Project Description

Charlie Chaplin: The Circus

Welcome to the ninth in our series of releases of limited edition Charlie Chaplin photographs focusing on a key Charlie Chaplin film.  

Over time we will build a substantial collection of important Charlie Chaplin photographs—all of which are available to purchase and hang on your walls at home or in your office. You can see photographs from other films here.

This collection of images is from Charlie Chaplin’s 1928 film, The Circus. The images that follow are available to purchase in limited editions as museum-quality archival handmade silver gelatin photographs, in a range of sizes from 10 x 12 inches to 48 x 60 inches.

Scroll down and select an image for full details.

AN INTRODUCTION TO THE CIRCUS (1928)

Charlie Chaplin produced The Circus through United Artists.

It was this Chaplin masterpiece that led to his first Academy Award for ‘Versatility and genius in writing, acting, directing and producing’, which he received at the very first presentation ceremony in 1929.

The story for this particular film all came from one idea: Chaplin envisioned a climactic scene in which the Little Tramp was suspended over a circus audience on a tight rope whilst simultaneously being attacked by monkeys – niche, we know. With all this in mind, he built up the rest of the story and the finale to conclude it.

As the story goes, the Tramp is mistakenly chased by police who wrongly believe him to be a pickpocket and stumbles right into a circus act and unknowingly becomes the hit of the show. The story line combines comedy, romance and sacrifice and although it is mostly made up of light-hearted gags, the finale sees the Tramp strolling into the sunset on his own, after watching the love of his life marry another man.

Whilst the film certainly deserved its recognition in the form of an Academy Award, it was surprisingly one of the most troublesome films that Chaplin made. During the time of filming, Charlie’s marriage to Lita Grey was collapsing as she became convinced that her husband was having an affair with Merna, her best friend who was playing the object of the Tramp’s affection in the film. During the divorce proceedings, her lawyers did their best to destroy Chaplin’s reputation and career. Production of The Circus was halted for a total of 9 months, as Lita’s lawyers attempted to seize the studio assets. To make matters worse, the huge circus tent used for filming was destroyed by gales before shooting had begun. The first month’s footage was subsequently damaged and had to be completely re-shot and in the ninth month of filming, a fire in the studio destroyed the entire set.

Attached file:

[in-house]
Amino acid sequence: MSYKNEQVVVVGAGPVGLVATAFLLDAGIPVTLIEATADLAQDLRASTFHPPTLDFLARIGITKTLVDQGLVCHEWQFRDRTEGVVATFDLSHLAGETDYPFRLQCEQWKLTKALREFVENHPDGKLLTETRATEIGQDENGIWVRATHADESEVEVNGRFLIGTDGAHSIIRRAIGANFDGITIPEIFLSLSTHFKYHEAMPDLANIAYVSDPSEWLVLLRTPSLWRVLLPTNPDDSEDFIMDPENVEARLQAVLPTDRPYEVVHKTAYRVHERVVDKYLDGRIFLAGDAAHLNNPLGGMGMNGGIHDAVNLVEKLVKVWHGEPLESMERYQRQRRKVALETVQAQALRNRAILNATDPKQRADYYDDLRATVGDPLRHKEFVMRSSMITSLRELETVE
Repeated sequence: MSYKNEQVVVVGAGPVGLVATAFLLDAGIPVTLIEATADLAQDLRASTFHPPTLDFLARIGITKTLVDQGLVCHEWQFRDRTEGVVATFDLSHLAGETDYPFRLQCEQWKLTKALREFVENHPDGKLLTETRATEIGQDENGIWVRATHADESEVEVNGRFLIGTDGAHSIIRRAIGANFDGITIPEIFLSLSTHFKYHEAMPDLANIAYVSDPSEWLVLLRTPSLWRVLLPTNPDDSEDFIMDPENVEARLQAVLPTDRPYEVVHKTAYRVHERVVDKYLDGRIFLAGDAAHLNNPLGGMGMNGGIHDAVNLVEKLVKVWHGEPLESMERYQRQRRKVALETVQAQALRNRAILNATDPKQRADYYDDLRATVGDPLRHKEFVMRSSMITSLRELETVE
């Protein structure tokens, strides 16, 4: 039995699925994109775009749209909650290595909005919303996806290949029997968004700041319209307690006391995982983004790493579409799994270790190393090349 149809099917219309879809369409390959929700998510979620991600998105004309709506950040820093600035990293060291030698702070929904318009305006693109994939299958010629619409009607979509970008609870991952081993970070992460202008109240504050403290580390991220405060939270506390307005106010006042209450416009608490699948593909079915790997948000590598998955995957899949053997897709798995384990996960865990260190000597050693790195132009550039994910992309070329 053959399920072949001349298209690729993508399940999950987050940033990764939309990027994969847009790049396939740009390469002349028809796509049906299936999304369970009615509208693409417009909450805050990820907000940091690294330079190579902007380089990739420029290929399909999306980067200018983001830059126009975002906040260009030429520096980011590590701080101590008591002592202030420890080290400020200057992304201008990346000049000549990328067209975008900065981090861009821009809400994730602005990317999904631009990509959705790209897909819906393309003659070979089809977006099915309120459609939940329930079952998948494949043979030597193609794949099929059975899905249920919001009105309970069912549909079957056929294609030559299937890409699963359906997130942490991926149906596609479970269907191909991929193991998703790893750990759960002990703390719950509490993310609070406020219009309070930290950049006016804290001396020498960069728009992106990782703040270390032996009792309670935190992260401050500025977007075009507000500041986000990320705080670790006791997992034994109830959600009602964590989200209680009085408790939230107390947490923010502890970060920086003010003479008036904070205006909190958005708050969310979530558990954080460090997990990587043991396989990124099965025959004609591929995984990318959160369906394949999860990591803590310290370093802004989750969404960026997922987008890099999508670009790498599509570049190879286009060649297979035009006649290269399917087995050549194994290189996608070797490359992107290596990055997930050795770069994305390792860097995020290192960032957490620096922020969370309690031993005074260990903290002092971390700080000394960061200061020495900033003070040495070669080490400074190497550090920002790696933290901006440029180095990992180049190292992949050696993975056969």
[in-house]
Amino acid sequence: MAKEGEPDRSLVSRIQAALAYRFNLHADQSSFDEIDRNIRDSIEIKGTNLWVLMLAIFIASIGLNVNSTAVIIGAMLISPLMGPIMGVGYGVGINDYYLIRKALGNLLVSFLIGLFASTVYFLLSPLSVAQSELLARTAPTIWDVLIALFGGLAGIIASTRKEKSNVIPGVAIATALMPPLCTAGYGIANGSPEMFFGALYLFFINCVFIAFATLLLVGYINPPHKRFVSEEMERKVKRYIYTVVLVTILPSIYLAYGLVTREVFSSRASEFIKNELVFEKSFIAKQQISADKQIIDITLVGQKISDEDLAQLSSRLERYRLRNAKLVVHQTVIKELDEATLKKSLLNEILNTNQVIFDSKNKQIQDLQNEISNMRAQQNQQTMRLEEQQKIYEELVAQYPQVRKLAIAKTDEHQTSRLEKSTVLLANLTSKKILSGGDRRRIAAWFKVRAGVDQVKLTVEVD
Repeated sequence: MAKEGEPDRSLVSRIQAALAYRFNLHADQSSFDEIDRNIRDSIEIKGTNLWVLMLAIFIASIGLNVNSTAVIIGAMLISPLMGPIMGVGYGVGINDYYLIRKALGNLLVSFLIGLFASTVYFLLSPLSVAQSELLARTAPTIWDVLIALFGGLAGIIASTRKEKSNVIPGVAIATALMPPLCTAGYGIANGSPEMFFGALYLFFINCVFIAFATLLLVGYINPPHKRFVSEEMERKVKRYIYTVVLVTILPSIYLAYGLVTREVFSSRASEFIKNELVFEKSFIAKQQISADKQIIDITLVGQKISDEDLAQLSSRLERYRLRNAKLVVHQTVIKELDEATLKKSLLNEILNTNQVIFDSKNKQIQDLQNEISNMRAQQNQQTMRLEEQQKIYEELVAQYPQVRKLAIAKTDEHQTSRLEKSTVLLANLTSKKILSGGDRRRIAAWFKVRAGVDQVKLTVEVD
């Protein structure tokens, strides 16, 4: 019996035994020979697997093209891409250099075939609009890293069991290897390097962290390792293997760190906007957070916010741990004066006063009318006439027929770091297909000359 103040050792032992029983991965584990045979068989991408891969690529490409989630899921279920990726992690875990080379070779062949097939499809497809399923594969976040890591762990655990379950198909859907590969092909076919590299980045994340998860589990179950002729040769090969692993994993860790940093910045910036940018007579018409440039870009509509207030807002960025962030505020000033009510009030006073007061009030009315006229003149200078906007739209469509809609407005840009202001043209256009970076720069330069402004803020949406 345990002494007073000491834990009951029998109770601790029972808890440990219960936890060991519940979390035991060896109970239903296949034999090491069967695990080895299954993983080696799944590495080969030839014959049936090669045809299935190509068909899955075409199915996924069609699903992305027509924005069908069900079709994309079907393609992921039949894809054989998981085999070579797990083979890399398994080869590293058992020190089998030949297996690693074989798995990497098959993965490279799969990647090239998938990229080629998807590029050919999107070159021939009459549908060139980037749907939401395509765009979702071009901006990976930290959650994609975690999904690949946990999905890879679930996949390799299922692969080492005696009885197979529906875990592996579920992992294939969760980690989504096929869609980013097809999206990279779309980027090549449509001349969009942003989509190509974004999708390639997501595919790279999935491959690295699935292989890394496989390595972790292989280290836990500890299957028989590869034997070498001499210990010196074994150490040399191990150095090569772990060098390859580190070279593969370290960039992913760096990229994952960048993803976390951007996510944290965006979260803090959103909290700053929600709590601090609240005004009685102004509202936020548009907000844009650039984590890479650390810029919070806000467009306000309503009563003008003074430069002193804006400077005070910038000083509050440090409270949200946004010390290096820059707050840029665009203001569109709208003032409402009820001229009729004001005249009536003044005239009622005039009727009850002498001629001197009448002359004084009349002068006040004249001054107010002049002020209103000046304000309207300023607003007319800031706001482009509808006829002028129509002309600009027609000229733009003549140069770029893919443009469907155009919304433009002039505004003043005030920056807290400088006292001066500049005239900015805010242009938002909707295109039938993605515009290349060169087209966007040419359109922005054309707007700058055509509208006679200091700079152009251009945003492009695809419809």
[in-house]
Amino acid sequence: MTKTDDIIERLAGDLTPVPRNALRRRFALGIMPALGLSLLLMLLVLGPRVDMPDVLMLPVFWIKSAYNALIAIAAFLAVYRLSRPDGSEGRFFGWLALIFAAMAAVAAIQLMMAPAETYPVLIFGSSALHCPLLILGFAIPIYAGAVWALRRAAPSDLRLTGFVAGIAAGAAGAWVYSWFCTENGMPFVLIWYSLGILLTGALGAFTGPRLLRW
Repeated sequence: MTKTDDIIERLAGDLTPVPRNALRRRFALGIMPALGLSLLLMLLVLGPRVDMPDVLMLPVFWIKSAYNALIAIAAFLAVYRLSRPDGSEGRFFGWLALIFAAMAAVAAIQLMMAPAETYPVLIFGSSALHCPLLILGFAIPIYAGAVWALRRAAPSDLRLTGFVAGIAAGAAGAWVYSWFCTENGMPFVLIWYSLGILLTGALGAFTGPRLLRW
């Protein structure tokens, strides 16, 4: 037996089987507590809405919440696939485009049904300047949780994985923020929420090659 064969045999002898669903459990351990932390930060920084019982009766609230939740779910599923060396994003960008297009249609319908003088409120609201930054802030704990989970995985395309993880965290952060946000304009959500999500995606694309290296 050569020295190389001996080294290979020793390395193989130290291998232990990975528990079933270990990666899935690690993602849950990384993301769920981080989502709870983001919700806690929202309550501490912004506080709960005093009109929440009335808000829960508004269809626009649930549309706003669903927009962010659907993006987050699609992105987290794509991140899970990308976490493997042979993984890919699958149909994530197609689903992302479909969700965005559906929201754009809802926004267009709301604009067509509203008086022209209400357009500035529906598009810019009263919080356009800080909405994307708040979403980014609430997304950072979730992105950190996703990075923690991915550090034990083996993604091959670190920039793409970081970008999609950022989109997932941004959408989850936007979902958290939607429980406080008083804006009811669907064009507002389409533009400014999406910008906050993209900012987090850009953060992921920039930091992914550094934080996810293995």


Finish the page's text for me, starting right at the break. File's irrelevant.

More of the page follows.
Nevertheless, in 1928, The Circus was complete and as well-received as any of Chaplin’s previous works of genius. Nevertheless, this is his only main feature films that he did not mention in his autobiography. Given the circumstances, we don’t blame him.

Charlie takes a bite

Charlie takes a bite
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The penniless and hungry Tramp steals a bite of a baby’s hot dog while his father isn’t looking. The Tramp even adds a spot of mustard to enhance the flavour.

The ringmaster’s daughter

The ringmaster’s daughter
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In the early morning, Charlie catches Merna eating his food and gives her some cake because she has been denied food by her father because of her poor performance.

The tryout

The tryout
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It is revealed during the failed tryout that the Tramp is only unknowingly funny.

The lion’s cage

The lion’s cage
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Charlie narrowly avoids being eaten by a lion. Three different lions were used in the filming of this scene.

The Ringmaster versus the Tramp

The Ringmaster versus the Tramp
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Charlie stands up for Merna and demands a pay rise from the ringmaster.

The Tramp and the Clown

The Tramp and the Clown
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Charlie and a fat clown laugh in the dressing room as the clown shows the Tramp how to propose to Merna.

Sitting on the box

Sitting on the box
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When the tightrope walker goes missing, Charlie is told he must perform the tightrope act or be fired. Here, Charlie and Merna sit on the box waiting for the Tramp to attempt the act.

The tightrope sequence

The tightrope sequence
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Having taken the place of the tight-rope walker, the Tramp is attacked by malicious escaped monkeys. They rip off his trousers to reveal that he has forgotten to put on his tights.

The finale

The finale
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Charlie sits alone on a box. The circus has moved on, Merna and Rex have got married and the Tramp is left alone once again.

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Charlie Chaplin ™ © Bubbles Incorporated SA 2019
Photographs © Roy Export S.A.S / Roy Export Co. Ltd
Scans by Cineteca di Bologna / Musée de l’Elysée